Michael Ventura wrote the book on empathy. Literally.
The founder of the New York strategy and design consultancy Sub Rosa is a multi-hyphenate. When he's not advising a portfolio of Fortune 500 clients and progressive start-ups, he is running an experiential shopping venture called Calliope with his wife, operating an art gallery and event space, publishing a newsletter called La Petite Mort—a French expression for orgasm—and running an eastern and indigenous medicine and healing practice.
"If you pull the lens back far enough it starts to seem like what I do across all of those things is kind of all the same job," Ventura says on this episode of the Ad Lib podcast. "I'm really good at helping spot where the block is and helping figure out how to try to solve it. Block could be we don't know our brand positioning or how our audience thinks about us or my lower back hurts and I can't sleep at night."
Now he's added "author" to his resume, too. His book "Applied Empathy," out earlier this spring, aims to promote empathy as a competitive advantage in business. Empathy of course is a word that gets tossed around too much in marketing circles these days, but Ventura (whose consultancy also hosts a monthly podcast on empathy) appears to walk the walk.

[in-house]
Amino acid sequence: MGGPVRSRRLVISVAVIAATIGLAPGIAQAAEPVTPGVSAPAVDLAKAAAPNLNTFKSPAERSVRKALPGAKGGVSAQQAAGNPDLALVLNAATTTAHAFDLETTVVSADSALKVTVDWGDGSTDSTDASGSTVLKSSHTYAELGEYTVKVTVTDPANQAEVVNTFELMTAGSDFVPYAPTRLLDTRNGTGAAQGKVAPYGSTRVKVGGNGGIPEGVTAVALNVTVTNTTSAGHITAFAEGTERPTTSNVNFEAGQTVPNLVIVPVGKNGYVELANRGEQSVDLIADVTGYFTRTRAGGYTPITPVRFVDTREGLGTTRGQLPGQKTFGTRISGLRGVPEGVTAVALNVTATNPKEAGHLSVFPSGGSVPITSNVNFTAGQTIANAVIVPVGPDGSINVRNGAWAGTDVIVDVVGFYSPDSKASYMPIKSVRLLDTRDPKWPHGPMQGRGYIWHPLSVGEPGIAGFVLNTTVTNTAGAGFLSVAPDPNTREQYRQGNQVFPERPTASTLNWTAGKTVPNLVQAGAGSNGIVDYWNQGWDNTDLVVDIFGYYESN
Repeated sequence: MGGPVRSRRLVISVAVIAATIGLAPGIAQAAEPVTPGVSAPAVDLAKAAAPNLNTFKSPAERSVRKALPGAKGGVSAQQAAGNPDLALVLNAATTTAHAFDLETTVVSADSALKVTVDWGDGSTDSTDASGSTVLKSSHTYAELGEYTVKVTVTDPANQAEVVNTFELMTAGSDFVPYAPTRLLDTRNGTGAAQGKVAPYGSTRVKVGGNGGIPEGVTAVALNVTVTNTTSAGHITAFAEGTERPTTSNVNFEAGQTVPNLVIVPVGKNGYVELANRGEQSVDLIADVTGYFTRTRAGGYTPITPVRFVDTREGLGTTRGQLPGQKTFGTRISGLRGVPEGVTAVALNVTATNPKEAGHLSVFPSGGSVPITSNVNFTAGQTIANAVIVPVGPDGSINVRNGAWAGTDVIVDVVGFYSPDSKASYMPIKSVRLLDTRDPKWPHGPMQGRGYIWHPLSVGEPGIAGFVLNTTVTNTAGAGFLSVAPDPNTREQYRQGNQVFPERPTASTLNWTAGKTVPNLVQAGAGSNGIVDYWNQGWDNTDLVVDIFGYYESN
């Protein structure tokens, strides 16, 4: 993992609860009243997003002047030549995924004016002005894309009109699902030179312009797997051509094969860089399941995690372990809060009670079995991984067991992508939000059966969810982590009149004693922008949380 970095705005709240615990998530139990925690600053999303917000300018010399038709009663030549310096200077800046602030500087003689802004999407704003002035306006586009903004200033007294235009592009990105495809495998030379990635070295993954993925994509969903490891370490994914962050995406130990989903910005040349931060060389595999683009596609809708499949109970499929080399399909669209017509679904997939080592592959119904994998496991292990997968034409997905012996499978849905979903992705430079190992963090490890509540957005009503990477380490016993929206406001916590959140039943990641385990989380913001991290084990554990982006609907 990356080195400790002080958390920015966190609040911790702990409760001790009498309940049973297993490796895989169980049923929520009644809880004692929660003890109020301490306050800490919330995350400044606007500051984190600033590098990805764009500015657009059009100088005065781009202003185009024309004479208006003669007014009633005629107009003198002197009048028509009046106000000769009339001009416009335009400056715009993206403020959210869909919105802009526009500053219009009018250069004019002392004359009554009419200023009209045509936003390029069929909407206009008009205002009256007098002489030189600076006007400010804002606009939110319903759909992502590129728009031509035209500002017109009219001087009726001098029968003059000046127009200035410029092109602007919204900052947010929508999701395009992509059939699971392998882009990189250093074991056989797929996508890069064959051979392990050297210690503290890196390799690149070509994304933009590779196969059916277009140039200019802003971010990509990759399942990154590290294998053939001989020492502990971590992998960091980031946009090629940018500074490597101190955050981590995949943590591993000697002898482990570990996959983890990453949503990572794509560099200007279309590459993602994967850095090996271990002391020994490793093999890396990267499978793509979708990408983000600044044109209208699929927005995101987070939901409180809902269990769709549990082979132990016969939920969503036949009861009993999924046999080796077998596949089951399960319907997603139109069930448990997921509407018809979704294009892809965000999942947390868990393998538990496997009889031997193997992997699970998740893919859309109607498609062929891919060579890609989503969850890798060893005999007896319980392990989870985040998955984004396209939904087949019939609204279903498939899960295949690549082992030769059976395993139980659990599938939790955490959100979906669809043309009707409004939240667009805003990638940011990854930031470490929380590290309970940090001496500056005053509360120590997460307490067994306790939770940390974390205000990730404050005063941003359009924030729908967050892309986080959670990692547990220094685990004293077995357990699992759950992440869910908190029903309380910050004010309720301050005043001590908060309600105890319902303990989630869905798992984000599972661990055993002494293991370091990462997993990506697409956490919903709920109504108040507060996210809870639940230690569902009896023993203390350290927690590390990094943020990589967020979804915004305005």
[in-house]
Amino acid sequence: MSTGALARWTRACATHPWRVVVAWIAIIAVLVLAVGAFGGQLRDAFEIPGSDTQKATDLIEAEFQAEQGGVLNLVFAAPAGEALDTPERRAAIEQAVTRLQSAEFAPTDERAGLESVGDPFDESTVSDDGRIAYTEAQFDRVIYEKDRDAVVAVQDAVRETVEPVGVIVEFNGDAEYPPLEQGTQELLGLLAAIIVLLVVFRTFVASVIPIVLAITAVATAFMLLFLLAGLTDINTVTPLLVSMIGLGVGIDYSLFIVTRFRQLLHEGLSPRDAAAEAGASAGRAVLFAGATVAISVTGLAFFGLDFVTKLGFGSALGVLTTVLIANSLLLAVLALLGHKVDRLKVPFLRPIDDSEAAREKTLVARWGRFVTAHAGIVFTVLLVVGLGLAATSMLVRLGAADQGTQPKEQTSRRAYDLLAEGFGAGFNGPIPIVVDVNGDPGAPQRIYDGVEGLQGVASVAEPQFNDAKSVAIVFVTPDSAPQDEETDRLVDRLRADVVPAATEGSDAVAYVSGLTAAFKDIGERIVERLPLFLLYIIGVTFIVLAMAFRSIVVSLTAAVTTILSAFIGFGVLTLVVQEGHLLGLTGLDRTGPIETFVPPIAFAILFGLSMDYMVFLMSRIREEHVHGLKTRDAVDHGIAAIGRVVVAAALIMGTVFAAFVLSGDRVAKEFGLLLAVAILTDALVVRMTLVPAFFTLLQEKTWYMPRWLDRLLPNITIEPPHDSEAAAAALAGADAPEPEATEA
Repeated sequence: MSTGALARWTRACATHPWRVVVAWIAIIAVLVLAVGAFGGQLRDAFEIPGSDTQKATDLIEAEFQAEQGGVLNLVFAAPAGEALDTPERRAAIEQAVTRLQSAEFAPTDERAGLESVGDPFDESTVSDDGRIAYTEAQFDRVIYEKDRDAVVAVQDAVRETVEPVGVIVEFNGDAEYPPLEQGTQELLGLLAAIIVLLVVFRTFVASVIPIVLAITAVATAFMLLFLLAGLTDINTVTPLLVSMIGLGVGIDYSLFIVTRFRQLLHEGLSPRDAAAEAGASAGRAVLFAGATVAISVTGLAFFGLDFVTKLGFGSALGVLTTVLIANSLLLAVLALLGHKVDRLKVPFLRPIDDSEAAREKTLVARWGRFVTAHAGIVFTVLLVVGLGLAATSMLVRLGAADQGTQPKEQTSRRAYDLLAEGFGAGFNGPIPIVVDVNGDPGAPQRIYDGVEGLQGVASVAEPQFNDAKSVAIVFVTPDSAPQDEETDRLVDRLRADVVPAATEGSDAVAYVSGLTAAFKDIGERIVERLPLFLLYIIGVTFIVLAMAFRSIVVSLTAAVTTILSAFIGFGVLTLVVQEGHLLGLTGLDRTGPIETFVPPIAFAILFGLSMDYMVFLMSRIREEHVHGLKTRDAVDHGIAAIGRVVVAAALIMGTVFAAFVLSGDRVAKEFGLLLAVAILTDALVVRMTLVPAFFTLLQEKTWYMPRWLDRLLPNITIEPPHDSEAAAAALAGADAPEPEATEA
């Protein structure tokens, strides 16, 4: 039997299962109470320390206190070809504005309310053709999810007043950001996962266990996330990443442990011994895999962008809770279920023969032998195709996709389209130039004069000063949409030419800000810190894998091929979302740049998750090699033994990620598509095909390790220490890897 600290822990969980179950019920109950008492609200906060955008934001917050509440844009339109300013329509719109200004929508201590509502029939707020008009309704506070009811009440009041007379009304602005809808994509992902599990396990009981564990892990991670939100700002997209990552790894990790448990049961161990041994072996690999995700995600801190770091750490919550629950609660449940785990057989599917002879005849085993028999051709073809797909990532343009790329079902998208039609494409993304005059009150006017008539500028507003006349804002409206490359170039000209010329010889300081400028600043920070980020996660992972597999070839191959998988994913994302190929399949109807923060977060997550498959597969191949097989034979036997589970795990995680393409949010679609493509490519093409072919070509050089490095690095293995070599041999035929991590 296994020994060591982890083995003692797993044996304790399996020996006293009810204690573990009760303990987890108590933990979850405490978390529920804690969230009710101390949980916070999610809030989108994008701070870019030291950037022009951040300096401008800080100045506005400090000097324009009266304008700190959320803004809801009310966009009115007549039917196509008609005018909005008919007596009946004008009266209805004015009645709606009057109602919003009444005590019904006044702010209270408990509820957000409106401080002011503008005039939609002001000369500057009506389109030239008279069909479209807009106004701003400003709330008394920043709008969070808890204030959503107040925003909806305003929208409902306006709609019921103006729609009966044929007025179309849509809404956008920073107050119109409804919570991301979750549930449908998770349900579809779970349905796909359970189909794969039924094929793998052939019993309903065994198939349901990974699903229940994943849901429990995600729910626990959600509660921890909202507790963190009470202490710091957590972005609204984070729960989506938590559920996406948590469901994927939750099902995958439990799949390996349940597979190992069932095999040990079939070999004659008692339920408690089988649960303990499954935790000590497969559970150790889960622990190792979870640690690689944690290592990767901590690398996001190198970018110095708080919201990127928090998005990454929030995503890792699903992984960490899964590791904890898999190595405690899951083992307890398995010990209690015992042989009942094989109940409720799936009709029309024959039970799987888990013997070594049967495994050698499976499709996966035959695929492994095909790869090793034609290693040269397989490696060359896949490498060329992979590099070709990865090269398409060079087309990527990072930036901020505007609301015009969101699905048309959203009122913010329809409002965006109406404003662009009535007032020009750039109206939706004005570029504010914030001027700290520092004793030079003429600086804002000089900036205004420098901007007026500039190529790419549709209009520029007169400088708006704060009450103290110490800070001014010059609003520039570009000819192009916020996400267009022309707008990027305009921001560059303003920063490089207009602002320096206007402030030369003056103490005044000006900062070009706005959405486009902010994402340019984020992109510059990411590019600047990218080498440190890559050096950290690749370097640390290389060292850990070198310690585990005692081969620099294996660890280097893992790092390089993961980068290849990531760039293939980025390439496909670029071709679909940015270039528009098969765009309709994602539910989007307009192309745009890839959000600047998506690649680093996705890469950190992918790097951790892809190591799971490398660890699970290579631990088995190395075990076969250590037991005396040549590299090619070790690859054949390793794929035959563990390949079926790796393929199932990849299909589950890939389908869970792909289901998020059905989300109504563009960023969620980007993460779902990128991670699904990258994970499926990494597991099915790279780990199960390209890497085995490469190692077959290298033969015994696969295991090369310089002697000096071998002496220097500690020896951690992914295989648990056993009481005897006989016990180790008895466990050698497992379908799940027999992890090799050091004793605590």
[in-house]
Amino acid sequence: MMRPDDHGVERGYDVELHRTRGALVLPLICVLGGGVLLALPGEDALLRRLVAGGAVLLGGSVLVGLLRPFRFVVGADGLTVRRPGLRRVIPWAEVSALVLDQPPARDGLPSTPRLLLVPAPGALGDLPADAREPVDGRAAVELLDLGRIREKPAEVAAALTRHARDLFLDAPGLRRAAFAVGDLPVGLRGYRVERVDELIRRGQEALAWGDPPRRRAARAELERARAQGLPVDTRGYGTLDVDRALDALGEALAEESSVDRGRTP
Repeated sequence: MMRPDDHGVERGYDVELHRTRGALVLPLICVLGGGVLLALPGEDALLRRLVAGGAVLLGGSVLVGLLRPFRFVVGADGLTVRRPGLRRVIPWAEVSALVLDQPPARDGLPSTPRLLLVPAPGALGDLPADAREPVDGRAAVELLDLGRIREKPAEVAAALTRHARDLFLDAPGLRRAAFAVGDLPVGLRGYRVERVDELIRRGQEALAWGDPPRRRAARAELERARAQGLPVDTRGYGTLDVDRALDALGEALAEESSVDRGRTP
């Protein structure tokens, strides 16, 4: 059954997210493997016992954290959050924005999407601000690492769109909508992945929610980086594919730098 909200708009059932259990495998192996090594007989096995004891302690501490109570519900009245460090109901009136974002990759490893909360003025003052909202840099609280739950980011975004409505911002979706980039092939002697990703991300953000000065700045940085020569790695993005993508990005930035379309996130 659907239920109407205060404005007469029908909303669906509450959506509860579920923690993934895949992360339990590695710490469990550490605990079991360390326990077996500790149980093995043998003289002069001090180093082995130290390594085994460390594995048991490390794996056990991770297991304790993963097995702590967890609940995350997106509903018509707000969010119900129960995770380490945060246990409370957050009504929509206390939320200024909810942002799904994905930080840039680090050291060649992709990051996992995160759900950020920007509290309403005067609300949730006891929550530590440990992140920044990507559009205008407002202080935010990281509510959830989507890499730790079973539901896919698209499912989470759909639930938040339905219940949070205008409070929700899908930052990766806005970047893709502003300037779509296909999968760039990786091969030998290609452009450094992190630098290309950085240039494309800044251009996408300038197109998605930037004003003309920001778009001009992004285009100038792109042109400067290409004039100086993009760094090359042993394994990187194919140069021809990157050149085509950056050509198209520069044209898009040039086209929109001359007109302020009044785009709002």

"Empathy unto itself is inherently very passive. I could have a lot of understanding for you and do nothing with it," he says. "Applied empathy is a process we developed, founded in design thinking methodology to take that understanding and then use it as a problem-solving tool as a leadership development tool, through a series of tactics and different sorts of archetypes we've created that let people try on different ways of being empathic and see what works for them."
We get a little deeper into what Ventura means by "empathy," how he arrived at it as a guiding principle—and how it's won him some surprising clients, like West Point Military Academy.